Gobi and QCOM's future

Wednesday, October 24, 2007

In the previous article, I mentioned the importance of Gobi to QCOM. As a strategic move, it is important for the company as it pushes to preserve the interests of 3GPP and 3GPP2 vs WiMax. More importantly, this is an attempt to skew the 3G silicon market share in its favor.

As I have highlighted elsewhere, I have reasons to believe that if QCOM does not mend relationships with the handset vendors, it risks being marginalized on the chipset market share despite stellar products. And more than anyone else, the executives at QCOM are aware of this. There are two paths and the company will attempt one or both -
  • re-inventing itself as it diversifies into new markets and product lines
  • making handset vendors happy by reducing royalty rates 'somewhat' in return for a higher chipset market share.
The Gobi move fits well with the first bullet point. Also, this can spawn a series of future products and will give QCOM the edge if the concept takes off. For one, I can see this evolve to 4G systems when they begin to replace the CDMA-based systems. Secondly, I don't see QCOM shying away from throwing WiMax into the mix if push comes to shove. As the company emphasized, WiMax is not in right now since (read only since) no viable service is being provided nor is there a substantial pervasiveness as yet. Let us keep in mind that QCOM does have the mobile assets of TeleCIS and can deliver when needed. It would be naive of anyone to think that the company is keeping its WiMax assets dormant amidst all its public posturing.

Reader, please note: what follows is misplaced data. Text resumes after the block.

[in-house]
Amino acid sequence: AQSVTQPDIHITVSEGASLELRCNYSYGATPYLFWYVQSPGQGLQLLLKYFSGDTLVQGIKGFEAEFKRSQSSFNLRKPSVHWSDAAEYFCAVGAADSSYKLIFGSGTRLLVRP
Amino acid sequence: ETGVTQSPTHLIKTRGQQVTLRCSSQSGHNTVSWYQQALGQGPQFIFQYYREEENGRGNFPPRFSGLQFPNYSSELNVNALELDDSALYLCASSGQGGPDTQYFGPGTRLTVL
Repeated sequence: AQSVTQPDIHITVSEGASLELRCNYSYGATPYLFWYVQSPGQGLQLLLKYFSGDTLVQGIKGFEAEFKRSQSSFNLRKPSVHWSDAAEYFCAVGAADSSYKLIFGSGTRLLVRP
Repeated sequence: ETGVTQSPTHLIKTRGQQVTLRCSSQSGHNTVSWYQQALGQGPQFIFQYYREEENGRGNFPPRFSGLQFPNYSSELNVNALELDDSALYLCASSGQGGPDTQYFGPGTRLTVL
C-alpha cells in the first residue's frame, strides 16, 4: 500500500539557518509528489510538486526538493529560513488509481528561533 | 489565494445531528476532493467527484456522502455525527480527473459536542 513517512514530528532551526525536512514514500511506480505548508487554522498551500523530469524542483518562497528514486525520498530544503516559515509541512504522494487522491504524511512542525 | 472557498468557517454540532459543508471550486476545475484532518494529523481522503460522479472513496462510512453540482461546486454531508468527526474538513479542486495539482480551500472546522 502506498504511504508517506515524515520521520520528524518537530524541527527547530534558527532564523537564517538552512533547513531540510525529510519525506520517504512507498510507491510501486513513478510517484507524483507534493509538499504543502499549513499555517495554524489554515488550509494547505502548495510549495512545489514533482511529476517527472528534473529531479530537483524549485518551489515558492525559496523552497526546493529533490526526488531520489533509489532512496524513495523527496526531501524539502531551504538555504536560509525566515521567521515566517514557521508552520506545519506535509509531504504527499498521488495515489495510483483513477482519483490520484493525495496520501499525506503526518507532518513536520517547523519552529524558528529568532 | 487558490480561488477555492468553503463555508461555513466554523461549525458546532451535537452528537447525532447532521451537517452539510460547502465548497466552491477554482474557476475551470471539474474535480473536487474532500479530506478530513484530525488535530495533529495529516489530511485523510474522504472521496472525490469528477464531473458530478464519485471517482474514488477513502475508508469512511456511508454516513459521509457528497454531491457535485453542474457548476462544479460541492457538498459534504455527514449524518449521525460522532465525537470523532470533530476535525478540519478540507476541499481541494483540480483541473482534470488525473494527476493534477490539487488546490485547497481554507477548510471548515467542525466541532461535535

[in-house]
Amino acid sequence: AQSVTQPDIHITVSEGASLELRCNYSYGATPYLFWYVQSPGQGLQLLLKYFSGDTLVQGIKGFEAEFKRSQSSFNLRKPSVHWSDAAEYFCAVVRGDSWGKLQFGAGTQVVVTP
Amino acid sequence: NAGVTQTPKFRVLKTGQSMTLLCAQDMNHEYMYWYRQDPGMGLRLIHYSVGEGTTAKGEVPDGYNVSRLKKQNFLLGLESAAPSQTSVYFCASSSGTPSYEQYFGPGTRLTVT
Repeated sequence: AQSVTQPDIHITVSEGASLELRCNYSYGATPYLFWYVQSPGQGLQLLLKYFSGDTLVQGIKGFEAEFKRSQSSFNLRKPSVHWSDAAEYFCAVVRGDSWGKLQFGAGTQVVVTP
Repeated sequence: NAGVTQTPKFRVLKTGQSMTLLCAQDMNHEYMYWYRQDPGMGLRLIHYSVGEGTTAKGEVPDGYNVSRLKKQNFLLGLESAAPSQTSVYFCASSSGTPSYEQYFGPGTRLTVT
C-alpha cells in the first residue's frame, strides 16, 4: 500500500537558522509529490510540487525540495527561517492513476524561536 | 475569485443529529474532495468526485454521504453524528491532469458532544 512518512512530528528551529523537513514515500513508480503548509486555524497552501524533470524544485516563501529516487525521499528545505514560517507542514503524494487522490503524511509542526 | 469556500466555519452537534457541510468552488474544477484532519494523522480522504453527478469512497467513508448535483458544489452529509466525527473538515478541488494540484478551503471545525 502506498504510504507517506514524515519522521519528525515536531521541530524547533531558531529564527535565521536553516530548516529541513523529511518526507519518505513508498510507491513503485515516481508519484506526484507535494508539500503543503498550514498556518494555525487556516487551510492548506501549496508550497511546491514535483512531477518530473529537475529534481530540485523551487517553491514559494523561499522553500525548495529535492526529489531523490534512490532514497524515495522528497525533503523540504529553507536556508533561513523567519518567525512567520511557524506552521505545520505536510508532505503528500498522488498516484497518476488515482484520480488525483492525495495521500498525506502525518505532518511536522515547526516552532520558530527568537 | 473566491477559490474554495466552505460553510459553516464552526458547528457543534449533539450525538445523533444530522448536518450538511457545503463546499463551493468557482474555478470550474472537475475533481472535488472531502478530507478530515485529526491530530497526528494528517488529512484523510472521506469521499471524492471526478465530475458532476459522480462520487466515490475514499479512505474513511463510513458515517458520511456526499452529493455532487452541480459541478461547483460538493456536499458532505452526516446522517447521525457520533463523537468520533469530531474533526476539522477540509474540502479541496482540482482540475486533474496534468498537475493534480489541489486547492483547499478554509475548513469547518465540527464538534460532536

And let me re-iterate: QCOM will diversify and the PC/Laptop/Notebook market is lucrative. It will attempt to capture more of the silicon in this space. Based on the direction of all the lawsuits and licensing discussions, I expect it to internally shift some focus to other segments so it can compensate for any lost margins due to licensing fee reductions. Watch out for any announcements pertaining to integrated WiFi products coming from its Airgo acquisition.

It has an uphill battle though, because it has to establish credibility in such new markets amidst potential mudslinging. But given history and its technical leadership, I would not be surprised if it easily does that provided there is some tempering of its characteristic aggression.

Posted by Vijay Nagarajan at 6:54 PM  

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